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The criminal law has three primary functions. First, it must define and announce the conduct that is prohibited (or required) by the criminal law. Such rules of conduct, as they have been called, provide ex ante direction to members of the community as to the conduct that must be avoided (or that must be performed) upon pain of criminal sanction. This may be termed the rule articulation function of the doctrine. When a violation of the rules of conduct occurs, the criminal law takes on a different role. It must decide whether the violation merits criminal liability. This second function, …


Are Criminal Codes Irrelevant?, Paul H. Robinson Jan 1994

Are Criminal Codes Irrelevant?, Paul H. Robinson

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After planning the effort for twenty years, the American Law Institute spent ten years debating and drafting a model criminal code. Twenty-eight drafters and forty-two advisors produced thirteen reports that were debated at eight annual meetings. Twenty years later, seven reporters with twenty-five advisors completed six volumes of official commentaries. This monumental drafting effort served as only the starting point for nearly two-thirds of the states that have recodified their criminal codes since the Model Penal Code was promulgated in 1962. In every instance a commission, legislative committee, or both, devoted additional time and energy redebating and revising the 1962 …


Four Predictions For The Criminal Law Of 2043, Paul H. Robinson Jan 1988

Four Predictions For The Criminal Law Of 2043, Paul H. Robinson

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The Model Penal Code has all the markings of an historic document. It is a sophisticated and enlightened model for penal reform that has put the United States in the front row of reformers. And many believe that the likes of such an historic reform will not come again for more than another century. In my view, it can hardly be disputed that the Code is an historic document. It is less clear, however, that we should not expect a dramatically different code before another century.


Legality And Discretion In The Distribution Of Criminal Sanctions, Paul H. Robinson Jan 1988

Legality And Discretion In The Distribution Of Criminal Sanctions, Paul H. Robinson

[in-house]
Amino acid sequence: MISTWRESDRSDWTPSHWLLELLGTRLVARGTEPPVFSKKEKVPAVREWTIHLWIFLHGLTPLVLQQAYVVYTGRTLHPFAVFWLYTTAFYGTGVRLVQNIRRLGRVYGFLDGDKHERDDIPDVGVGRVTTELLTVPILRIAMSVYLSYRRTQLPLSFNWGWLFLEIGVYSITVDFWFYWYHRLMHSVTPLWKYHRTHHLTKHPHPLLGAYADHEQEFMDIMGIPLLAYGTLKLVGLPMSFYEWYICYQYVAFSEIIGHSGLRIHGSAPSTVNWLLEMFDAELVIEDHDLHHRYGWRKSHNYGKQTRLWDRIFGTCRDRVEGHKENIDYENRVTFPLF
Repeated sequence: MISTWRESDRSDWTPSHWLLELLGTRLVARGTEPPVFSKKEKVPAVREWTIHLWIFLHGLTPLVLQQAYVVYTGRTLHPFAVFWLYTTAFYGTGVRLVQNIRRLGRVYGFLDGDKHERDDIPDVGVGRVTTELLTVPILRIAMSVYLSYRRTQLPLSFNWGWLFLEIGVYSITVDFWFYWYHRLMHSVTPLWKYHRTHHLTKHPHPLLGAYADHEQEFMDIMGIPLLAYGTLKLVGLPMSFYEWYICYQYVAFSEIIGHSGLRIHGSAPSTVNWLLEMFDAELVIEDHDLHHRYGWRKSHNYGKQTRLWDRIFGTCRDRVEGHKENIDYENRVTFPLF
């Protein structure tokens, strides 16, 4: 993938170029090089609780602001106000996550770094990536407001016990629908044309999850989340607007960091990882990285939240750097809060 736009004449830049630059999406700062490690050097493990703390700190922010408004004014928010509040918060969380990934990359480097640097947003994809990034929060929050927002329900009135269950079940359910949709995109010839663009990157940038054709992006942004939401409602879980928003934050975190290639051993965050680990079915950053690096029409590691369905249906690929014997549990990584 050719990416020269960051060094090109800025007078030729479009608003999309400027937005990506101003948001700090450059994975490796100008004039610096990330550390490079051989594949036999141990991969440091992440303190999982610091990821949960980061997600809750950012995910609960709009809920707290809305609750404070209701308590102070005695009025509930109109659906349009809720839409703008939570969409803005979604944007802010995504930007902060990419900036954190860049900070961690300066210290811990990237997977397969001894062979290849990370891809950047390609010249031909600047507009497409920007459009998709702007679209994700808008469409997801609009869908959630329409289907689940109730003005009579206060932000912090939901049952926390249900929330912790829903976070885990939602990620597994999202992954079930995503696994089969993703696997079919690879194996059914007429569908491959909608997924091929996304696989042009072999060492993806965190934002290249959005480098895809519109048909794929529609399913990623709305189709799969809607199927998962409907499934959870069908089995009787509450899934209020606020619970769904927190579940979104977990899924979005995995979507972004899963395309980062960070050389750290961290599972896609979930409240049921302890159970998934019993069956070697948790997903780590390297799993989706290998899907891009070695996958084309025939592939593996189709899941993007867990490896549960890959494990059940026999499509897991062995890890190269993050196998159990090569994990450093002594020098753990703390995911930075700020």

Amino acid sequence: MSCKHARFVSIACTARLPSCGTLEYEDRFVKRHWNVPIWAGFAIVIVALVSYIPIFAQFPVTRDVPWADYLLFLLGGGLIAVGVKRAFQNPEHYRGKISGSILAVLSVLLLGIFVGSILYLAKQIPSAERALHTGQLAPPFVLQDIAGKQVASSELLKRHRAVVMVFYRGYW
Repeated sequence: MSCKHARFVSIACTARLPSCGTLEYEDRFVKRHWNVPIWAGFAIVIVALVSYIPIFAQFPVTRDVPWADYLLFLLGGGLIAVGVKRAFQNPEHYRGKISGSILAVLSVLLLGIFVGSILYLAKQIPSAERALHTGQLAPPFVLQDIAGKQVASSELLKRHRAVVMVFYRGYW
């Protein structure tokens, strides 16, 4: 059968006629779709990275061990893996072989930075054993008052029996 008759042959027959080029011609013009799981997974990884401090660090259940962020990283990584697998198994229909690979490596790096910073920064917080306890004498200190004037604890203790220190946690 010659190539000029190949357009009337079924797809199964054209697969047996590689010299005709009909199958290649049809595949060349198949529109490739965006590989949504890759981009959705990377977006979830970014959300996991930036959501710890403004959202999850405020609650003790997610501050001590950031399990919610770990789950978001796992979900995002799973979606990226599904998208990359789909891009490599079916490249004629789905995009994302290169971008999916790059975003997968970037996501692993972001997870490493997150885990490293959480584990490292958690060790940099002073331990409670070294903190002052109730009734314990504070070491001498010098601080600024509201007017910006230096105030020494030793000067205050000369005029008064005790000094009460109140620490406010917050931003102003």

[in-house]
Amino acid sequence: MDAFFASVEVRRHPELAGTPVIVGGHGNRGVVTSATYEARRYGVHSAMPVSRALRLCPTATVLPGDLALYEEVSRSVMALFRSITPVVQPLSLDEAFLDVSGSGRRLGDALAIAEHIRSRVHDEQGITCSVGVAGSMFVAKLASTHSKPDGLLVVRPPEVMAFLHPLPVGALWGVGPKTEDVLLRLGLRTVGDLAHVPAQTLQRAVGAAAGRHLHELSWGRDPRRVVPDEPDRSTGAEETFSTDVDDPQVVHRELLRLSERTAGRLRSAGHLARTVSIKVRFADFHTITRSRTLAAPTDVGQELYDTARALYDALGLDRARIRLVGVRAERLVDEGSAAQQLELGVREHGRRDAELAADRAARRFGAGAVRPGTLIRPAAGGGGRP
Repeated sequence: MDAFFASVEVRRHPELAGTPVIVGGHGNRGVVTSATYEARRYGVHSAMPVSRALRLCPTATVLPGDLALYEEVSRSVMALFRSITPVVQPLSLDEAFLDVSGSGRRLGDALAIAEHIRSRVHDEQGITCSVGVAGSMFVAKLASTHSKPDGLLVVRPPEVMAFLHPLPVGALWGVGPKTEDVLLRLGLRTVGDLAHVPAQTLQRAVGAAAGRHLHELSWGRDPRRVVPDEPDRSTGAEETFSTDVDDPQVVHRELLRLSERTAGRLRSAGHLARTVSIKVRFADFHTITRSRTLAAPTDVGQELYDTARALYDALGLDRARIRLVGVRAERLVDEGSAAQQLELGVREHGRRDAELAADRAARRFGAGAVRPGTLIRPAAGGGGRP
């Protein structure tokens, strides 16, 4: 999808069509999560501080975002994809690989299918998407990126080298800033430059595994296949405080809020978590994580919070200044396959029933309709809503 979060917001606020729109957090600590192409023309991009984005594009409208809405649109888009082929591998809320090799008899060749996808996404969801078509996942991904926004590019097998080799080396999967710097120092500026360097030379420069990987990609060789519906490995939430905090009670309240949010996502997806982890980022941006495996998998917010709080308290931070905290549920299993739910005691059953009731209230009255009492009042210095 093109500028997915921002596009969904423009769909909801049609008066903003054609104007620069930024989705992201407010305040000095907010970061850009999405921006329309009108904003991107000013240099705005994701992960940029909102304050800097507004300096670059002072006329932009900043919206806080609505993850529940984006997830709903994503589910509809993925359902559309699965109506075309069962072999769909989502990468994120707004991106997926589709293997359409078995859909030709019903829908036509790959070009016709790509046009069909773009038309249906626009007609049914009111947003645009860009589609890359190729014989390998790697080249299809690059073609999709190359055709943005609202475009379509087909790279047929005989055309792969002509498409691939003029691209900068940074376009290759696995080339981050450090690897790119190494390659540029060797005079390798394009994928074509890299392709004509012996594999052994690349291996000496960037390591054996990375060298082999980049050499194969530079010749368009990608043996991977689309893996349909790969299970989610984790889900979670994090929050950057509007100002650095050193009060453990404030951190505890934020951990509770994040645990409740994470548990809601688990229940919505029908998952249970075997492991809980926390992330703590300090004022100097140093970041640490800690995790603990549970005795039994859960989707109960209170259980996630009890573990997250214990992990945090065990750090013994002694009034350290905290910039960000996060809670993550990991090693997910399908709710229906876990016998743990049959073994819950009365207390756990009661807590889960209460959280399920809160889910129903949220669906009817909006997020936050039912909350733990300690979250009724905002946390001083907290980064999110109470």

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The judicial system now responds to criminal conduct in two rather divergent steps. A judge or jury first determines if a defendant should be held liable for a criminal offense. If so, then the judge or jury goes on to choose a penalty. Precise rules, designed to ensure fairness and predictability, govern the first stage, liability assignment. In the second stage, sentencing, however, judges and juries exercise broad discretion in meting out sanctions. In this Article, Professor Robinson argues that both liability assignment and sentencing are part of a single process of punishing criminal behavior and should be made more …


Element Analysis In Defining Criminal Liability: The Model Penal Code And Beyond, Paul H. Robinson, Jane A. Grall Jan 1983

Element Analysis In Defining Criminal Liability: The Model Penal Code And Beyond, Paul H. Robinson, Jane A. Grall

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The pursuit of fairness and effectiveness has inspired and guided criminal code reformers of the past two decades. Because penal law protects the most important societal interests and authorizes the most serious sanctions the government may impose - the stigma of conviction, imprisonment, and even death - a criminal code, more than any other body of law, should be rational, clear, and internally consistent. Only a precise, principled code that sufficiently defines forbidden conduct can achieve its goals of condemnation and deterrence. Such a code gives citizens fair warning of what will constitute a crime, limits governmental discretion in determining …


A Brief History Of Distinctions In Criminal Culpability, Paul H. Robinson Jan 1980

A Brief History Of Distinctions In Criminal Culpability, Paul H. Robinson

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The Model Penal Code identifies five levels of culpable states of mind significant to criminal liability. Professor Robinson reviews the evolution and refinement of those distinctions and considers current and future implications of viewing the Model Penal Code scheme as one stage in a continuing development.